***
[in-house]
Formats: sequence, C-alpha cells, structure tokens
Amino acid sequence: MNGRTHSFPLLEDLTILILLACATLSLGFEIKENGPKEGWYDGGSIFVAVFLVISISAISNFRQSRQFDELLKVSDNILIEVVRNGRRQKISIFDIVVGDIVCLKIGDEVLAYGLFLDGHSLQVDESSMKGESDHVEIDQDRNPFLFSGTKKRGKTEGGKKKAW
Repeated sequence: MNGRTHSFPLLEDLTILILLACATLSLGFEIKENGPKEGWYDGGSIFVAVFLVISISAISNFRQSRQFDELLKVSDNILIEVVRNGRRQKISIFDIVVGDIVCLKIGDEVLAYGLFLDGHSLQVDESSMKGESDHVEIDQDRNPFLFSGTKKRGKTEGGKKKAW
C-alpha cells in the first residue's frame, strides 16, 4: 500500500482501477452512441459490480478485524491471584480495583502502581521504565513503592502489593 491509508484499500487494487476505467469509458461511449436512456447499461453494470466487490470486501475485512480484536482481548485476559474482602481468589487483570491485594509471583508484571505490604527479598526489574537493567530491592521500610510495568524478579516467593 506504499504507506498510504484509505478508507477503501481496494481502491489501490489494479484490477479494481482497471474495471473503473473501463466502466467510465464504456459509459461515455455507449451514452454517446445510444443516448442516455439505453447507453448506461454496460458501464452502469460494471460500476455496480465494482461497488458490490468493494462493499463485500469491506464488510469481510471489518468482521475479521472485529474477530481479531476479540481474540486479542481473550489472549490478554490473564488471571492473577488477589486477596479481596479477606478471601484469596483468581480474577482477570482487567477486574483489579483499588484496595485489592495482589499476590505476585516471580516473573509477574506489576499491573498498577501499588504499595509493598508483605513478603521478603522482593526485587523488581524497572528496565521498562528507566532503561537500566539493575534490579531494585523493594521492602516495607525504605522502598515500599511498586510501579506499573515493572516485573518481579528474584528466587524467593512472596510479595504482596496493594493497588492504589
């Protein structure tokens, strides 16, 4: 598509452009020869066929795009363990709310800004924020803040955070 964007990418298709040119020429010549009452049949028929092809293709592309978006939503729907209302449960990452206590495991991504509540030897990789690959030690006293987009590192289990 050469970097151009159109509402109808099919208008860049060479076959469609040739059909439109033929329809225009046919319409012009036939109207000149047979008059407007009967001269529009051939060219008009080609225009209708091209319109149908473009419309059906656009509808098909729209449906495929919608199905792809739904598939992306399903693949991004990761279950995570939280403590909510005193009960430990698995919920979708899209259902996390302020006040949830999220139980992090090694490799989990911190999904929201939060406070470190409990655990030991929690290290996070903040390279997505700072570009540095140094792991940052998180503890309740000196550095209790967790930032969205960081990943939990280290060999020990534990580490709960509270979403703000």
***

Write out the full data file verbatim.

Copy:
[in-house]
Formats: sequence, C-alpha cells, structure tokens
Amino acid sequence: MNGRTHSFPLLEDLTILILLACATLSLGFEIKENGPKEGWYDGGSIFVAVFLVISISAISNFRQSRQFDELLKVSDNILIEVVRNGRRQKISIFDIVVGDIVCLKIGDEVLAYGLFLDGHSLQVDESSMKGESDHVEIDQDRNPFLFSGTKKRGKTEGGKKKAW
Repeated sequence: MNGRTHSFPLLEDLTILILLACATLSLGFEIKENGPKEGWYDGGSIFVAVFLVISISAISNFRQSRQFDELLKVSDNILIEVVRNGRRQKISIFDIVVGDIVCLKIGDEVLAYGLFLDGHSLQVDESSMKGESDHVEIDQDRNPFLFSGTKKRGKTEGGKKKAW
C-alpha cells in the first residue's frame, strides 16, 4: 500500500482501477452512441459490480478485524491471584480495583502502581521504565513503592502489593 491509508484499500487494487476505467469509458461511449436512456447499461453494470466487490470486501475485512480484536482481548485476559474482602481468589487483570491485594509471583508484571505490604527479598526489574537493567530491592521500610510495568524478579516467593 506504499504507506498510504484509505478508507477503501481496494481502491489501490489494479484490477479494481482497471474495471473503473473501463466502466467510465464504456459509459461515455455507449451514452454517446445510444443516448442516455439505453447507453448506461454496460458501464452502469460494471460500476455496480465494482461497488458490490468493494462493499463485500469491506464488510469481510471489518468482521475479521472485529474477530481479531476479540481474540486479542481473550489472549490478554490473564488471571492473577488477589486477596479481596479477606478471601484469596483468581480474577482477570482487567477486574483489579483499588484496595485489592495482589499476590505476585516471580516473573509477574506489576499491573498498577501499588504499595509493598508483605513478603521478603522482593526485587523488581524497572528496565521498562528507566532503561537500566539493575534490579531494585523493594521492602516495607525504605522502598515500599511498586510501579506499573515493572516485573518481579528474584528466587524467593512472596510479595504482596496493594493497588492504589
């Protein structure tokens, strides 16, 4: 598509452009020869066929795009363990709310800004924020803040955070 964007990418298709040119020429010549009452049949028929092809293709592309978006939503729907209302449960990452206590495991991504509540030897990789690959030690006293987009590192289990 050469970097151009159109509402109808099919208008860049060479076959469609040739059909439109033929329809225009046919319409012009036939109207000149047979008059407007009967001269529009051939060219008009080609225009209708091209319109149908473009419309059906656009509808098909729209449906495929919608199905792809739904598939992306399903693949991004990761279950995570939280403590909510005193009960430990698995919920979708899209259902996390302020006040949830999220139980992090090694490799989990911190999904929201939060406070470190409990655990030991929690290290996070903040390279997505700072570009540095140094792991940052998180503890309740000196550095209790967790930032969205960081990943939990280290060999020990534990580490709960509270979403703000």